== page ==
Post-traumatic stress disorder is a form of anxiety disorder that results after exposure to an extreme traumatic stressor, possibly involving actual or threatened death, serious injury or threat to one’s physical integrity. In addition to this diagnostic criterion, children can develop PTSD after experiencing inappropriate sexual experiences, even if there is no threat of actual violence or injury.
PTSD is linked to several other disorders like depression, anxiety and panic disorders, obsessive compulsive disorders and physical symptoms of chronic pain. The noteworthy correlation between PTSD and eating disorders is often less talked about. There is a great deal of statistical evidence supporting the relationships between PTSD and the later development of an eating disorder.
A 1998 report from the International Journal of Eating Disorders showed that an average of 74% of women being treated for an eating disorder had also experienced a major trauma in their life, and around 52% of women being treated for eating disorders reported to having symptoms consistent with those that define a PTSD diagnosis.
Why Does Trauma and PTSD Increase One’s Risk for Eating Disorders?
One of the biggest symptoms of PTSD is re-experiencing or reliving the traumatic event. Recurring and intrusive flashbacks, recollections and nightmares can haunt an individual for years after the initial trauma. In some cases, individuals can experience dissociation, where they lose touch with reality and relive the moment. Eating disorders often develop as an attempt to avoid negative feelings or cope with these issues. Eating disorders can serve as an escape from these negative psychological states and emotional pain and they can also provide a feeling of relief or pleasure.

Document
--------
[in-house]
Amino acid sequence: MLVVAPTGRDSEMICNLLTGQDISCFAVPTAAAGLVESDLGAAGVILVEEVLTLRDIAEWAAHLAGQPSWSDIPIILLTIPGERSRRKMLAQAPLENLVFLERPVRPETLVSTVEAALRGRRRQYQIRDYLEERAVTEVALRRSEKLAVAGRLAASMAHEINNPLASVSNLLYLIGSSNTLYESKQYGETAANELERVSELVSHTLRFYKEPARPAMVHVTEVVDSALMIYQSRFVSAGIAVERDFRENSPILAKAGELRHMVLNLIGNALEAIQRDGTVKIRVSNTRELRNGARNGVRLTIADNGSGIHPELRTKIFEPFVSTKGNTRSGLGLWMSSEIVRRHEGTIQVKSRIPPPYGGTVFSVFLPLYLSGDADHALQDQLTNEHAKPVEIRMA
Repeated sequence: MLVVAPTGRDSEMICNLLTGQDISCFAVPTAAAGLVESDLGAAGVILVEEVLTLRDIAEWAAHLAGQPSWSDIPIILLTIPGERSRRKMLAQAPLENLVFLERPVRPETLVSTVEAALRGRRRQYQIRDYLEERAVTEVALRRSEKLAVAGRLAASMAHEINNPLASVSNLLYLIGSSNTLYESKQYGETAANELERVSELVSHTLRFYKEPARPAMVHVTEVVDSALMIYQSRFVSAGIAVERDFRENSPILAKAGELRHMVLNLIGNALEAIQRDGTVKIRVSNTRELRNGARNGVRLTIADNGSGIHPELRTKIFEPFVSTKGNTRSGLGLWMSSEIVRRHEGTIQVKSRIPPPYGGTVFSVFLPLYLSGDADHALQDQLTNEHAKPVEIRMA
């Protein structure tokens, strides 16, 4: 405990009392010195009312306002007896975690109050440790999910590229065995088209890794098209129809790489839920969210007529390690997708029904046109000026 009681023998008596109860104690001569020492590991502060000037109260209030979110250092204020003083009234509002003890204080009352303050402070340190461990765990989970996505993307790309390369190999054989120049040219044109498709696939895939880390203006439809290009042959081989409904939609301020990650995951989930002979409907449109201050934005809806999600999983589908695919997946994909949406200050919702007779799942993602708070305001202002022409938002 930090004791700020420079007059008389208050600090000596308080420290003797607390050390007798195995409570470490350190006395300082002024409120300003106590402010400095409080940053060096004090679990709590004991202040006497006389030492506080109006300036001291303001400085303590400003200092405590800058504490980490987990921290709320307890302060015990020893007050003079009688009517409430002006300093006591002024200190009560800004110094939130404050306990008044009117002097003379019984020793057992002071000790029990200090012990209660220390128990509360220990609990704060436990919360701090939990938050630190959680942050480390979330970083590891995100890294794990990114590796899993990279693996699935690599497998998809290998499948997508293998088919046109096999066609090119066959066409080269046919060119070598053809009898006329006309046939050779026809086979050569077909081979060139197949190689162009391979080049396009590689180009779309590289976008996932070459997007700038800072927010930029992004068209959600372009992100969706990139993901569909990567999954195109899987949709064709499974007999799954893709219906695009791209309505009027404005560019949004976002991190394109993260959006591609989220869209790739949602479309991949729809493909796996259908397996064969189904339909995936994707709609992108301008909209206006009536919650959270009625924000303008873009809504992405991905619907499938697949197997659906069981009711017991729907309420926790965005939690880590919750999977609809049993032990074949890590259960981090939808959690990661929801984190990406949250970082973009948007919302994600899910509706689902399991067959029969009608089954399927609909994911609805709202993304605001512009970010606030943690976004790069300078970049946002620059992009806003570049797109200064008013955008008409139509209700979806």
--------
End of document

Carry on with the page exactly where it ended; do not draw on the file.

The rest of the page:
Victims of trauma, especially victims of physical and sexual abuse, have a strong desire for control since that was taken from them during their traumatic experiences. With an eating disorder, the individual is able to play the role of the victim, which gives them complete control over the entire situation. The individual can channel his or her recurring and intrusive symptoms of PTSD through means of dissociation and distraction. Starving one’s self, using laxatives, binging and purging can provide a soothing feeling of release for a victim of trauma because he or she is able to inflict his or her anger and pain upon his or her own body. This can help distract and dissociate the individual from the initial trauma. In the end, the individual can also alleviate his or her feelings of pain and victimization because he or she is the one in control.
Eating disorders are therapeutic for individuals with PTSD because individuals become preoccupied with maintaining their controlled eating behaviors, such as thinking about what they will eat, counting calories, planning their binging and purging and weighing and measuring themselves. This can help them to temporarily escape from their recurring symptoms of PTSD. Eating disorders take over an individual’s time, physical energy and psychological focus to the point where there is little to no time left to focus or experience symptoms of PTSD. Currently, there are few treatment options available for co-occurring PTSD and eating disorders. When PTSD symptoms are diagnosed and treated, it becomes much easier to treat the eating disorder since the root cause of the issue has been addressed.